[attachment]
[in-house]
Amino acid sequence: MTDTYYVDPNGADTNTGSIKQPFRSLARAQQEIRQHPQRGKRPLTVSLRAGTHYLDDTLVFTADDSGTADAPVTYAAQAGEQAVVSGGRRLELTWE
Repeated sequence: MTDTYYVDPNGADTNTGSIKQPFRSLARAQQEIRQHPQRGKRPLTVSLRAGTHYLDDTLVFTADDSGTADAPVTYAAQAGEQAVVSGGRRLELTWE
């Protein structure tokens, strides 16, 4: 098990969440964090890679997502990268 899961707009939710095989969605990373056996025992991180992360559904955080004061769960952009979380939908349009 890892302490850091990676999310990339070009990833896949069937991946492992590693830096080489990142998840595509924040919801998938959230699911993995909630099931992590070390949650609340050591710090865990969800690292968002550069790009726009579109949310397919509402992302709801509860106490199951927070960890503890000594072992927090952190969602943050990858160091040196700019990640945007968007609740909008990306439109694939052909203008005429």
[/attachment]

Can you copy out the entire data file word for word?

[in-house]
Amino acid sequence: MTDTYYVDPNGADTNTGSIKQPFRSLARAQQEIRQHPQRGKRPLTVSLRAGTHYLDDTLVFTADDSGTADAPVTYAAQAGEQAVVSGGRRLELTWE
Repeated sequence: MTDTYYVDPNGADTNTGSIKQPFRSLARAQQEIRQHPQRGKRPLTVSLRAGTHYLDDTLVFTADDSGTADAPVTYAAQAGEQAVVSGGRRLELTWE
């Protein structure tokens, strides 16, 4: 098990969440964090890679997502990268 899961707009939710095989969605990373056996025992991180992360559904955080004061769960952009979380939908349009 890892302490850091990676999310990339070009990833896949069937991946492992590693830096080489990142998840595509924040919801998938959230699911993995909630099931992590070390949650609340050591710090865990969800690292968002550069790009726009579109949310397919509402992302709801509860106490199951927070960890503890000594072992927090952190969602943050990858160091040196700019990640945007968007609740909008990306439109694939052909203008005429």